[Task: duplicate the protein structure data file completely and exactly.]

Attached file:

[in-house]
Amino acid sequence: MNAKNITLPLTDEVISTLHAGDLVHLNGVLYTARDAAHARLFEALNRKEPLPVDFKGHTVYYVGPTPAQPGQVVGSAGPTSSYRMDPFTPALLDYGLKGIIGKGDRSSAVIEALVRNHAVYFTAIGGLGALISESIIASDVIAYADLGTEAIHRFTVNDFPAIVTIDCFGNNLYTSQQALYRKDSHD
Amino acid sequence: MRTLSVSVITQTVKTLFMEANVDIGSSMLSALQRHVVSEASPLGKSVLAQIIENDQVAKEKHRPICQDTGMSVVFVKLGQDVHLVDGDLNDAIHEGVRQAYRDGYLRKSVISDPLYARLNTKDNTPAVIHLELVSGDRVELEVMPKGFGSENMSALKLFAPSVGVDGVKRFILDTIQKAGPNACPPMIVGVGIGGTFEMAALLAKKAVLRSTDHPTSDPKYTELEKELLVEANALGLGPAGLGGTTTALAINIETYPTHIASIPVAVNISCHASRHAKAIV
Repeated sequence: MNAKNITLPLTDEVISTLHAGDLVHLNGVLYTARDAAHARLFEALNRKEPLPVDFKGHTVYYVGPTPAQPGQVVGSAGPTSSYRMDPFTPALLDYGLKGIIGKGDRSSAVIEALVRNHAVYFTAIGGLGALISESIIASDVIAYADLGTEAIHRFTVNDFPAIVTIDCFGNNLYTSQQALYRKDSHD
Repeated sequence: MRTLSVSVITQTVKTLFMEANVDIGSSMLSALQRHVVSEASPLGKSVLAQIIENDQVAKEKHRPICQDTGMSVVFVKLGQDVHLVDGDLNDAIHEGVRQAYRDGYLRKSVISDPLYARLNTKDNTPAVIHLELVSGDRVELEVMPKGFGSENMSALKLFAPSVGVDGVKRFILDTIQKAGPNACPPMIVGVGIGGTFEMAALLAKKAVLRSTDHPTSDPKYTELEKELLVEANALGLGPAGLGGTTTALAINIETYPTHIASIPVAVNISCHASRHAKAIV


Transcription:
[in-house]
Amino acid sequence: MNAKNITLPLTDEVISTLHAGDLVHLNGVLYTARDAAHARLFEALNRKEPLPVDFKGHTVYYVGPTPAQPGQVVGSAGPTSSYRMDPFTPALLDYGLKGIIGKGDRSSAVIEALVRNHAVYFTAIGGLGALISESIIASDVIAYADLGTEAIHRFTVNDFPAIVTIDCFGNNLYTSQQALYRKDSHD
Amino acid sequence: MRTLSVSVITQTVKTLFMEANVDIGSSMLSALQRHVVSEASPLGKSVLAQIIENDQVAKEKHRPICQDTGMSVVFVKLGQDVHLVDGDLNDAIHEGVRQAYRDGYLRKSVISDPLYARLNTKDNTPAVIHLELVSGDRVELEVMPKGFGSENMSALKLFAPSVGVDGVKRFILDTIQKAGPNACPPMIVGVGIGGTFEMAALLAKKAVLRSTDHPTSDPKYTELEKELLVEANALGLGPAGLGGTTTALAINIETYPTHIASIPVAVNISCHASRHAKAIV
Repeated sequence: MNAKNITLPLTDEVISTLHAGDLVHLNGVLYTARDAAHARLFEALNRKEPLPVDFKGHTVYYVGPTPAQPGQVVGSAGPTSSYRMDPFTPALLDYGLKGIIGKGDRSSAVIEALVRNHAVYFTAIGGLGALISESIIASDVIAYADLGTEAIHRFTVNDFPAIVTIDCFGNNLYTSQQALYRKDSHD
Repeated sequence: MRTLSVSVITQTVKTLFMEANVDIGSSMLSALQRHVVSEASPLGKSVLAQIIENDQVAKEKHRPICQDTGMSVVFVKLGQDVHLVDGDLNDAIHEGVRQAYRDGYLRKSVISDPLYARLNTKDNTPAVIHLELVSGDRVELEVMPKGFGSENMSALKLFAPSVGVDGVKRFILDTIQKAGPNACPPMIVGVGIGGTFEMAALLAKKAVLRSTDHPTSDPKYTELEKELLVEANALGLGPAGLGGTTTALAINIETYPTHIASIPVAVNISCHASRHAKAIV